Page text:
Charles Schwab first entered the ETF market in 2009 with the rollout of four equities ETFs, and now—15 proprietary ETFs later with more than $7.96 billion in combined assets—the firm is hitting another milestone it deems important:the third anniversary of roughly half of its funds.
Many financial advisors won’t recommend or even consider a fund until it has established a three-year track record, something that four of Schwab’s ETFs can claim to have done this month, with another four reaching that mark by December and mid-January.
Schwab is excited about the occasion, hoping that its already-successful run in the ETF business will become even more successful as this milestone fuels further interest in its funds by putting them on advisors’ radars.
But the event could be falling on somewhat-deaf ears, if for nothing else, because ETFs are much more transparent than other investment vehicles—and the majority of them are passively managed. That means waiting to see how a portfolio manager stacks up is a nonissue.
“Some folks still use that three-year track record as the investment horizon for them,” Schwab’s managing director of ETFs Eric Pollackov told IndexUniverse, pointing out that hitting that mark in November is indeed good news for the company.
“But I do think with an ETF it should be a lot less time, and by and large it has become less, because you can see performance and transparency, very quickly,” he added.
The Schwab funds that are expected to hit advisors’ radars in the coming weeks, as well as their launch dates and assets, are as follows:
Nov. 3, 2009, inception:
- Schwab U.S. Small-Cap ETF (SCHA), $692 million in assets.
- Schwab U.S. Large-Cap ETF (SCHX), $941 million.
- Schwab U.S. Broad Market ETF (SCHB), $1.18 billion.
- Schwab International Equity ETF (SCHF), $884 million.
Dec. 11, 2009, inception:
Jan. 14, 2010, inception:
- Schwab International Small-Cap Equity (SCHC), $186 million
- Schwab Emerging Markets Equity ETF (SCHE), $580 million.
Why Three Years?
The three-year track record requirement seems to have become a mainstream notion among investment advisors because it’s only after a fund hits that milestone that it gets a Morningstar rating—a metric that many turn to when making investment decisions.
That time frame would also allow the fund to capture different parts of the business cycle, and give investors a clearer sense of how well the fund’s manager performs longer term, IndexUniverse’s ETF analyst Carolyn Hill said.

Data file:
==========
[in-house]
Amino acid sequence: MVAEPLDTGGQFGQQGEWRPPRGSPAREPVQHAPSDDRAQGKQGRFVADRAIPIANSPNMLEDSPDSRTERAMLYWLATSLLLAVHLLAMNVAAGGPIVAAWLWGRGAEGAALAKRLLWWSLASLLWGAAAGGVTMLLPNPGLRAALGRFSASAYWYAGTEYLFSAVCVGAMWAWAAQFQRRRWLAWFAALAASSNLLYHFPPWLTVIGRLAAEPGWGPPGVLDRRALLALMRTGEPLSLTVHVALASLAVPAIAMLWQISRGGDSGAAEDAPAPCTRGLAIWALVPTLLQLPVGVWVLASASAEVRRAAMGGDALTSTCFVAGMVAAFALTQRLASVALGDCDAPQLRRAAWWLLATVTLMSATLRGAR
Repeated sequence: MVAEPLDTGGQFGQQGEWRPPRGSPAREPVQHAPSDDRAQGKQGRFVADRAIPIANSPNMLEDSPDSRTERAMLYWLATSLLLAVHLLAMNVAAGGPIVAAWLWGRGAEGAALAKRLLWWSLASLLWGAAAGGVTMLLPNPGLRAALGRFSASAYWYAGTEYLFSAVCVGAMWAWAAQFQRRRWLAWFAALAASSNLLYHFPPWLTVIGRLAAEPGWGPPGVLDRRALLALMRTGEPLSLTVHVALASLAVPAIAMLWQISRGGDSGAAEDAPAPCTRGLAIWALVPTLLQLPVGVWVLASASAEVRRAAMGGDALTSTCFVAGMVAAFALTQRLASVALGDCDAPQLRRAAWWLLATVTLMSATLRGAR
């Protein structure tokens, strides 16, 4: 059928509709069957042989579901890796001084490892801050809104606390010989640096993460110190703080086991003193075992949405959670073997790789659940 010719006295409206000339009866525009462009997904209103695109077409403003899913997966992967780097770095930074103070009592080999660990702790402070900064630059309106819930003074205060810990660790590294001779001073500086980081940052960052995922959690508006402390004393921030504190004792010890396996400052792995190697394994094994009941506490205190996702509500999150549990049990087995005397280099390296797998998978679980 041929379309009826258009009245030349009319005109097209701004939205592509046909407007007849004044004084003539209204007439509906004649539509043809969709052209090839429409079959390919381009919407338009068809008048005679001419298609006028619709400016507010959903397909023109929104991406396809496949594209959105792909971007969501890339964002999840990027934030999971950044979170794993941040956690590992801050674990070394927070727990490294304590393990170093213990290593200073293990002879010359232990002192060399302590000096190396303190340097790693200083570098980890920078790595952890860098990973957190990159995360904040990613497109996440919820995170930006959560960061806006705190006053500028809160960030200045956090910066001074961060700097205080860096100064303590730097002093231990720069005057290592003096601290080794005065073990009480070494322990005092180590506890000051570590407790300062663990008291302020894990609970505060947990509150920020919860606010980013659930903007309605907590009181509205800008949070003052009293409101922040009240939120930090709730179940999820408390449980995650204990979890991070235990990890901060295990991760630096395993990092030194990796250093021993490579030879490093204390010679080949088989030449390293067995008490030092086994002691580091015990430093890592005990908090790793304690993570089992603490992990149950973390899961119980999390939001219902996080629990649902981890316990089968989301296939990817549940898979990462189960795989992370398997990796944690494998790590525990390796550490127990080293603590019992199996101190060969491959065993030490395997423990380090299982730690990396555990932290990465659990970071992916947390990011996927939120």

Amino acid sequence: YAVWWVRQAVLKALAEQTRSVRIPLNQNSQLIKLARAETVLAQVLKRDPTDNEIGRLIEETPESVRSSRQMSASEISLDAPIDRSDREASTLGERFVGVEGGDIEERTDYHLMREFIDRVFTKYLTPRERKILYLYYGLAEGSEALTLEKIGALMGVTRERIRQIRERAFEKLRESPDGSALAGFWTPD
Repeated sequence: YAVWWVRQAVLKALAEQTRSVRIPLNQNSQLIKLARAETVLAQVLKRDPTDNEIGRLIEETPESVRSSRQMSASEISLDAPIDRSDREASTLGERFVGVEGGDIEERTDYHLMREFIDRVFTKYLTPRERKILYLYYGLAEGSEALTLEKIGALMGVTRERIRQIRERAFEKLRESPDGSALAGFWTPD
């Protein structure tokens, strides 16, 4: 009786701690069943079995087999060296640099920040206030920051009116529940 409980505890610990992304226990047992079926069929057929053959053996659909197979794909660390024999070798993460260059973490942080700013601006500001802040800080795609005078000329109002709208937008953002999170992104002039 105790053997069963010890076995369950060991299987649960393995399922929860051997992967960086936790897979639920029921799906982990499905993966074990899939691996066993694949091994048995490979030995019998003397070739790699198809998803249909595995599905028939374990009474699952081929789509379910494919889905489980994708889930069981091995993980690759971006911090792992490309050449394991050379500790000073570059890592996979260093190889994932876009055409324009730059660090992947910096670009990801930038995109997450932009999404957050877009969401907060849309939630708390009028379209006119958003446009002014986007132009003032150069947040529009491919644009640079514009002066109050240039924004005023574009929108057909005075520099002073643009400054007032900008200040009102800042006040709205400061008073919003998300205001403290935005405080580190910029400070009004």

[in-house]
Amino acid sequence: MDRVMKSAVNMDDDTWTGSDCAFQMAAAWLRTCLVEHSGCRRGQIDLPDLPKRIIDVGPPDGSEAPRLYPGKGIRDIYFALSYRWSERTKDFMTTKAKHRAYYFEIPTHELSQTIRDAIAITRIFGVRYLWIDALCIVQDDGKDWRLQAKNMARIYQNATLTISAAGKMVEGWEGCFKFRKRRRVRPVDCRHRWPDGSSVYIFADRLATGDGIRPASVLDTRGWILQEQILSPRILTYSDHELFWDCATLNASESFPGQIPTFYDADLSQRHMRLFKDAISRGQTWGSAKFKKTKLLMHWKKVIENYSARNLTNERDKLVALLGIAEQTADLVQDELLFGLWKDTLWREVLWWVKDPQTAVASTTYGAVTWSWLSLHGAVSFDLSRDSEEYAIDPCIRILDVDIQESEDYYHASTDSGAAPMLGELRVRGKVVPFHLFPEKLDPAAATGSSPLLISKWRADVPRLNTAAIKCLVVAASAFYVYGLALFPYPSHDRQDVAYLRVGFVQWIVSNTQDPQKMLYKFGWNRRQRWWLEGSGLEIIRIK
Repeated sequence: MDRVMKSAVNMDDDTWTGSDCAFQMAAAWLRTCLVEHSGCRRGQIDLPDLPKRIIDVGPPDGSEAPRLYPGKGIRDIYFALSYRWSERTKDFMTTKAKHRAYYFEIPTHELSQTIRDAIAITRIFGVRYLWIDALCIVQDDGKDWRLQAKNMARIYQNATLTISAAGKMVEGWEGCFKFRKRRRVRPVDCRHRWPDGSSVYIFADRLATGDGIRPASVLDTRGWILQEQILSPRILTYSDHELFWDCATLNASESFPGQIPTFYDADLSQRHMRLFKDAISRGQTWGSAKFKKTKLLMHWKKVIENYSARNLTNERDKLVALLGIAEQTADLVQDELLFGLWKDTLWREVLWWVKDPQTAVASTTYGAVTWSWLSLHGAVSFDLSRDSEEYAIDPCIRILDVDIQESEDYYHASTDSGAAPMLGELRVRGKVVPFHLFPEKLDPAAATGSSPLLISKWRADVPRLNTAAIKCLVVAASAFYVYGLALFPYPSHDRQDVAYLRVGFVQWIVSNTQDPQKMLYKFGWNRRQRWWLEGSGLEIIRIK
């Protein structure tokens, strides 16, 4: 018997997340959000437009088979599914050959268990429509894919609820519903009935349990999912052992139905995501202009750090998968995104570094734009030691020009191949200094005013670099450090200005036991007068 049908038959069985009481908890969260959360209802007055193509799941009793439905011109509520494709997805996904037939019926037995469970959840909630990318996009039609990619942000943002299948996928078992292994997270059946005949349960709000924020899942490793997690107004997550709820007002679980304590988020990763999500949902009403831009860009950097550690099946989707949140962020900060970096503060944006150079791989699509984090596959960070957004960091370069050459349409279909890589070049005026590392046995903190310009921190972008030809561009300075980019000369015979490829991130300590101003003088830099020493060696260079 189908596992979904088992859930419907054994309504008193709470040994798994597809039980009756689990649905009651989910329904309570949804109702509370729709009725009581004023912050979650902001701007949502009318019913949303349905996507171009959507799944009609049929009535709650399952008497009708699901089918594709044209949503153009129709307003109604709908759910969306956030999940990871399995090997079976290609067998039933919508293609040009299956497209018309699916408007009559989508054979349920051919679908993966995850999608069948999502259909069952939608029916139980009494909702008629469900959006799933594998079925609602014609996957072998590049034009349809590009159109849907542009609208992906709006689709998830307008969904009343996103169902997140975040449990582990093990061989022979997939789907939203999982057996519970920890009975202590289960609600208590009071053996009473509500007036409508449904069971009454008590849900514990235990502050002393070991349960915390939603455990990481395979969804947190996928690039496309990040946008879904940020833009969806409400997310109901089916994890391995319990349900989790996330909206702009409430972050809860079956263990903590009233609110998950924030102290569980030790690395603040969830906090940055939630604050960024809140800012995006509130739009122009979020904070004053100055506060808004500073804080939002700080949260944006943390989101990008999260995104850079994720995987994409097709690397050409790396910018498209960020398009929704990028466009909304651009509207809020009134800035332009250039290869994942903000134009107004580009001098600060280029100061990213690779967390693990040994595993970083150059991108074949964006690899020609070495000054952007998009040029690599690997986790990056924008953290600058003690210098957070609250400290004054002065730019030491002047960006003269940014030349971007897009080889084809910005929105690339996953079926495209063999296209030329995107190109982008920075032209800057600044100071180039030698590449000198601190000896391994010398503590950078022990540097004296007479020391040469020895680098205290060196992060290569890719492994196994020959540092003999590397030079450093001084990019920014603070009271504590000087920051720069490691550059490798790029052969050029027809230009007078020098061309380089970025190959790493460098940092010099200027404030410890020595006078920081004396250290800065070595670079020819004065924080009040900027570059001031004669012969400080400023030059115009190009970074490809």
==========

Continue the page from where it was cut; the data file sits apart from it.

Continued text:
Still, Hill said that while the three-year history might be important for actively managed funds, it’s less relevant for passive funds that are expected to track a benchmark.
“Passive funds aren’t picking stocks or trying to beat the market, so you don’t need as long of a time frame to reliably evaluate them—you just need to figure out if they are consistently delivering the returns of their underlying indexes,” Hill said.
Investors Care About Other Factors Too
“Three years is important for active funds because that’s when they get a Morningstar rating,” Portfolio Solutions’ Rick Ferri agreed. “It’s far less important—almost meaningless—for plain-vanilla index funds and ETFs.”
“Much more important to investors is the amount of assets in the Schwab ETFs, trading spreads and trade volumes,” Ferri added.
From an asset-gathering perspective, Schwab has done remarkably well. Of the eight ETFs celebrating their third year, five of them have attracted more than $500 million in assets, and one of them has more than $1.1 billion.
It’s worth noting that of the more than 1,400 ETFs in the market today, only about 12 percent of them have managed to hit or break through the $1 billion mark, according to data compiled by IndexUniverse.
Schwab’s focus on low-cost offerings has also given it an edge over its competitors—Schwab ETFs are the cheapest in their respective segments—and that’s not to mention the commission-free trading offered to Schwab clients.
Robert Stein, global head of Chicago-based Astor Asset Management—a firm that builds ETF portfolios for advisors—argues that while focusing on the third-year milestone isn’t necessarily a metric everyone follows, it can be a relevant factor depending on the ETF.
“I think the three-year mark is somewhat arbitrary, but more relevant depending on what the ETF tracks,” Stein told IndexUniverse. “If the ETF tracks an index that has a longer track record, the three-year time horizon is less relevant, and I would consider other factors first.”
“For ETFs that depend on the manager or some rules-based investment approach, three years is a good benchmark,” he said.
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